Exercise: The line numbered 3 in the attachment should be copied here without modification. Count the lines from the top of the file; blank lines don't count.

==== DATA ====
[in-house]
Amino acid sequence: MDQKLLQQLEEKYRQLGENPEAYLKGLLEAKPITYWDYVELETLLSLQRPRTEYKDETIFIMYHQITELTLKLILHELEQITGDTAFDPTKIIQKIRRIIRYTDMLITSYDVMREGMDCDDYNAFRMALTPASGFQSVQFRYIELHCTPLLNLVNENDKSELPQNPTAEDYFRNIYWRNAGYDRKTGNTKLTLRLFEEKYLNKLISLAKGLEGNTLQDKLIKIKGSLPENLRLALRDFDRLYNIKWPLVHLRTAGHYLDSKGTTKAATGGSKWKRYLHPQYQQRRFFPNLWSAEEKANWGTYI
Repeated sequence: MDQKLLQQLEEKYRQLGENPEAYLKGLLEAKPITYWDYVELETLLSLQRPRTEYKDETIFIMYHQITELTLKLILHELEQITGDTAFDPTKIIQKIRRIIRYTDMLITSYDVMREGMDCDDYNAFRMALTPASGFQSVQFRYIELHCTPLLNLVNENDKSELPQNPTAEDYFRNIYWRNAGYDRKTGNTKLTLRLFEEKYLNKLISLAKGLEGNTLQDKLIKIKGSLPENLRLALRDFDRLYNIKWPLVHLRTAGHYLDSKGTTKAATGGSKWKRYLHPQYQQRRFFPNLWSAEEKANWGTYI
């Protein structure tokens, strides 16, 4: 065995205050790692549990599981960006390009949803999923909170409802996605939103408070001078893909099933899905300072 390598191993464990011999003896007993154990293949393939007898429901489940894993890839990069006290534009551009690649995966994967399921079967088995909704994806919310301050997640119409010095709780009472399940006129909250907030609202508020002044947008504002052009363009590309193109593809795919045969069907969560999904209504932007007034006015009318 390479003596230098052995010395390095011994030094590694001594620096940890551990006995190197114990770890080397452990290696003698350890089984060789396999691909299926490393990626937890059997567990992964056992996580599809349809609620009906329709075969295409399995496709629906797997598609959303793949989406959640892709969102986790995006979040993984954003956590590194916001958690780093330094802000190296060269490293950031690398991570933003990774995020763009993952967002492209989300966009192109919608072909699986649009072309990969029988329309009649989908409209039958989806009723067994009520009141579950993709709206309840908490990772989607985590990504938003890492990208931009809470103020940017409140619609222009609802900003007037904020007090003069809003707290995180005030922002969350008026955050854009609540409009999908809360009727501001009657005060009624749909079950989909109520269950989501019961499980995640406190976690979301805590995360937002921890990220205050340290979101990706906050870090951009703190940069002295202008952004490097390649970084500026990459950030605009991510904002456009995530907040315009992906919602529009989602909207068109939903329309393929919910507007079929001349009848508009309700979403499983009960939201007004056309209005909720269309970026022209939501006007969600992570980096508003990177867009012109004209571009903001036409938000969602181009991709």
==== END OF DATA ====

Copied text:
Repeated sequence: MDQKLLQQLEEKYRQLGENPEAYLKGLLEAKPITYWDYVELETLLSLQRPRTEYKDETIFIMYHQITELTLKLILHELEQITGDTAFDPTKIIQKIRRIIRYTDMLITSYDVMREGMDCDDYNAFRMALTPASGFQSVQFRYIELHCTPLLNLVNENDKSELPQNPTAEDYFRNIYWRNAGYDRKTGNTKLTLRLFEEKYLNKLISLAKGLEGNTLQDKLIKIKGSLPENLRLALRDFDRLYNIKWPLVHLRTAGHYLDSKGTTKAATGGSKWKRYLHPQYQQRRFFPNLWSAEEKANWGTYI